The statement given in your question is not true. Savings and loan associations (also known as S&Ls) are definitely subject to federal regulations.
Savings and loan associations, it is true, are not as closely regulated as banks are. However, they are still subject to some regulation by federal agencies such as the Federal Deposit Insurance Corporation (FDIC). Many of the regulations that apply to the savings and loan industry come out of the Savings and Loan Crisis of the 1980s.
So, while savings and loan associations are not regulated as heavily as banks, they are still subject to federal regulation.
Savings and loan associations are subject to federal regulations. The Dodd-Frank Act transferred jurisdiction and regulation over savings and loan holding institutions to the Federal Reserve from the Office of Thrift Supervision in 2011. By regulating the holding institutions, the Federal Reserve would also regulate the savings and loan associations.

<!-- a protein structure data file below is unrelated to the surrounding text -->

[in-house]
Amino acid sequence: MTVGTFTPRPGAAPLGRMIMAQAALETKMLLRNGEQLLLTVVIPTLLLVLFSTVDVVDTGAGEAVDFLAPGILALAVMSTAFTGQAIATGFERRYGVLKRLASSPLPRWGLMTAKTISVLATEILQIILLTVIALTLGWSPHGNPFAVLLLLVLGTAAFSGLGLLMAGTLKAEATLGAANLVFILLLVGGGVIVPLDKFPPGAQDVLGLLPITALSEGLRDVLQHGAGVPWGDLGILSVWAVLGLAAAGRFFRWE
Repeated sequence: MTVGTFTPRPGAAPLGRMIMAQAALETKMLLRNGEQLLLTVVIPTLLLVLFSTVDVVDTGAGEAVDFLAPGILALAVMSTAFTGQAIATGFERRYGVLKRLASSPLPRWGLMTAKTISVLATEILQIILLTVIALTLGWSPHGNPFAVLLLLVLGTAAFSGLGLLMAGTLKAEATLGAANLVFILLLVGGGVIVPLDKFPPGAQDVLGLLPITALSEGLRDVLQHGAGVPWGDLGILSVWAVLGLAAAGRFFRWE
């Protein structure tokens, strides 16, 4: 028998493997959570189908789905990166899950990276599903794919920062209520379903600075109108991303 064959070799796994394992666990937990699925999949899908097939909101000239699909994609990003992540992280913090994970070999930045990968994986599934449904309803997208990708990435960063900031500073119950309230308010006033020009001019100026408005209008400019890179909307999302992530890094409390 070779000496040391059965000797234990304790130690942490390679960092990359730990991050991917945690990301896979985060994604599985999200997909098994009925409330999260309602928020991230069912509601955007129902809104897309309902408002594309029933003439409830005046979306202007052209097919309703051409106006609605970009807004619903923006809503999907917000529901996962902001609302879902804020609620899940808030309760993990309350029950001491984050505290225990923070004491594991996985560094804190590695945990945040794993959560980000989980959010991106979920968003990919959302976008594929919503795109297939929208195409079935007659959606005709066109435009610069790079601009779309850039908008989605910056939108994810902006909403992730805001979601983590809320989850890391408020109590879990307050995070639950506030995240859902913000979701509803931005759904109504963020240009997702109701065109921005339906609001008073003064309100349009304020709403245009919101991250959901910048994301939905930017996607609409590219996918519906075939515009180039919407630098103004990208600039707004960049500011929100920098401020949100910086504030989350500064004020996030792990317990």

The Federal Regulations are provided under (12) U.S. Code 1464, and they state:
- A Federal savings association is not allowed to issue or incur overdrafts on behalf of its affiliates.
- The savings associations are permitted to establish remote service units.
- The associations are accorded the ability to borrow or offer security or serve as surety.
Most of the regulations that have been established to regulate savings and loan association are designed to work similarly to those regulating the national banks. However, it is important to state that in some provisions, national banks have greater access where associations are automatically barred.